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Falkowski v. International Fuel Cells Corp.

CASE NO. 3679 CRB-01-97-09

COMPENSATION REVIEW BOARD

WORKERS’ COMPENSATION COMMISSION

MARCH 25, 1999

WANDA FALKOWSKI, Dependent Widow of EDWARD FALKOWSKI (Deceased)

CLAIMANT-APPELLANT

v.

INTERNATIONAL FUEL CELLS CORP.

EMPLOYER

and

LIBERTY MUTUAL INSURANCE CO.

INSURER

RESPONDENTS-APPELLEES

APPEARANCES:

The claimant was represented by Brian Prucker, Esq., Prucker & Fitzgerald, 1127 Tolland Turnpike, Manchester, CT 06040.

The respondents, employer and insurer, were represented by Ellen Aspell, Esq., Law Offices of Nancy S. Rosenbaum, 655 Winding Brook Drive, Glastonbury, CT 06033.

The Second Injury Fund, although not a party to this appeal, was represented at the trial level by Ernie Walker, Esq., Assistant Attorney General, 55 Elm Street, P.O. Box 120, Hartford, CT 06141-0120, who did not appear at oral argument.

This Petition for Review from the August 28, 1997 Finding and Award of the Commissioner acting for the First District was heard September 18, 1998 before a Compensation Review Board Panel consisting of the Commission Chairman Jesse M. Frankl and Commissioners Angelo L. dos Santos and Stephen B. Delaney.

OPINION

JESSE M. FRANKL, CHAIRMAN. The claimant1 has appealed from the August 28, 1997 Finding and Award of the Commissioner acting for the First District. In that decision the trial commissioner reviewed the claimant’s weekly benefit rate as directed by the Compensation Review Board, and determined that rate to be $579.03 plus cost of living adjustments. The trial commissioner awarded temporary total disability benefits and ongoing widow’s benefits. However, by subsequently granting in part the respondents’ Motion to Correct on December 1, 1997, the trial commissioner vacated the award of temporary total disability benefits and widow’s benefits. In support of her appeal, the claimant contends that the Board erred in its January 11, 1996 decision remanding the matter to the trial commissioner for a determination of the benefit rate. In further support of its appeal, the claimant contends that the trial commissioner erred in computing the claimant’s weekly benefit rate, specifically by failing to include a ten percent second shift premium pay and a lump sum vacation payment.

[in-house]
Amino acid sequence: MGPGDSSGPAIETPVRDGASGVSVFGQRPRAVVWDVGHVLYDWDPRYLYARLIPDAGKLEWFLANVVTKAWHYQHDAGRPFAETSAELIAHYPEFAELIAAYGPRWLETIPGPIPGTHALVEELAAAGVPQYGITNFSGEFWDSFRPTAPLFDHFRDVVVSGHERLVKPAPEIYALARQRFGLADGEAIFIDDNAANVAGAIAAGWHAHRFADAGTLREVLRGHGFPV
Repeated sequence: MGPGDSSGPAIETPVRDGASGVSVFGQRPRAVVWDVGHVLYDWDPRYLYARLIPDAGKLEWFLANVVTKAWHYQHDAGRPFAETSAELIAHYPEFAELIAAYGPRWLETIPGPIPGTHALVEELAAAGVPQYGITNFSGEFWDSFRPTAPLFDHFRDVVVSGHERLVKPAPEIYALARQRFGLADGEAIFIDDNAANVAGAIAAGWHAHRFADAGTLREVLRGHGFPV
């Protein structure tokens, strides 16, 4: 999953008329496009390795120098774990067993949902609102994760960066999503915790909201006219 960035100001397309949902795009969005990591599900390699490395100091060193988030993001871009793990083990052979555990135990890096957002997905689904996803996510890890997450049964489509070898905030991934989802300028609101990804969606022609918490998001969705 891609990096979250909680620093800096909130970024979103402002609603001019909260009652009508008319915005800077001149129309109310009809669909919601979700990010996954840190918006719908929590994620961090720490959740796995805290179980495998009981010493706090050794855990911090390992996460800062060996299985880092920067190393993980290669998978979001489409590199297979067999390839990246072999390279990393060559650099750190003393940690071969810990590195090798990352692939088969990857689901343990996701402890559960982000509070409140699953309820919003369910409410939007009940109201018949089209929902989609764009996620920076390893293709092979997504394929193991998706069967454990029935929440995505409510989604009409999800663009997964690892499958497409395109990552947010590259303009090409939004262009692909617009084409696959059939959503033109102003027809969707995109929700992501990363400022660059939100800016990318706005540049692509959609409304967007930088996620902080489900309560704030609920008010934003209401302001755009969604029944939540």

We will first set forth a brief procedural history of this case. On February 9, 1995 Commissioner Spain acting for the First District issued a Finding and Award. In that decision, the trial commissioner found that the decedent suffered a compensable injury while working for the respondent employer, and awarded temporary total disability benefits, medical costs, and widow’s benefits. Specifically, the trial commissioner determined that the decedent’s exposure to asbestos in the workplace caused him to suffer mesothelioma, which was diagnosed on March 20, 1992; that the decedent last worked for the employer on January 31, 1986; that the mesothelioma caused the decedent to be totally disabled from March 20, 1992 until his death on January 29, 1993; that the decedent was survived by a dependent spouse (the claimant); and that the decedent’s weekly benefit rate was $737.00.

Subsequently, the respondents filed a Motion to Submit Additional Evidence and an appeal from the February 9, 1995 Finding and Award. The respondents’ sole argument regarded the weekly benefit rate. In their Motion to Submit Additional Evidence, the respondents sought to present evidence of the decedent’s earnings prior to his retirement. In support of the motion, the respondents contended that the decedent’s benefit rate was improperly determined due to lack of any evidence in the record regarding his earnings. The respondents further contended that both parties erroneously assumed during the formal hearing process that the decedent’s benefit rate was at or above the applicable maximum rate.